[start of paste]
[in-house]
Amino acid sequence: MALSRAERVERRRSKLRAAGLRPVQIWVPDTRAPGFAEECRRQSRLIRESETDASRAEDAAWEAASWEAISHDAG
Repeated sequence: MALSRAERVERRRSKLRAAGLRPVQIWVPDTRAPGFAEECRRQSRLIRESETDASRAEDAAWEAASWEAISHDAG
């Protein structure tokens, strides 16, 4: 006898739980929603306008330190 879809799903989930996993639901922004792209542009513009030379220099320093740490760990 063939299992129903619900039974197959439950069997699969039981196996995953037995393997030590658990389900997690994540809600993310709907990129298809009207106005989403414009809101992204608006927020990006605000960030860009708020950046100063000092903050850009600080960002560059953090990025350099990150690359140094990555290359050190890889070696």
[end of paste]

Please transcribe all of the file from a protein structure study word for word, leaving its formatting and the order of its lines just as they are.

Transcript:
[in-house]
Amino acid sequence: MALSRAERVERRRSKLRAAGLRPVQIWVPDTRAPGFAEECRRQSRLIRESETDASRAEDAAWEAASWEAISHDAG
Repeated sequence: MALSRAERVERRRSKLRAAGLRPVQIWVPDTRAPGFAEECRRQSRLIRESETDASRAEDAAWEAASWEAISHDAG
């Protein structure tokens, strides 16, 4: 006898739980929603306008330190 879809799903989930996993639901922004792209542009513009030379220099320093740490760990 063939299992129903619900039974197959439950069997699969039981196996995953037995393997030590658990389900997690994540809600993310709907990129298809009207106005989403414009809101992204608006927020990006605000960030860009708020950046100063000092903050850009600080960002560059953090990025350099990150690359140094990555290359050190890889070696």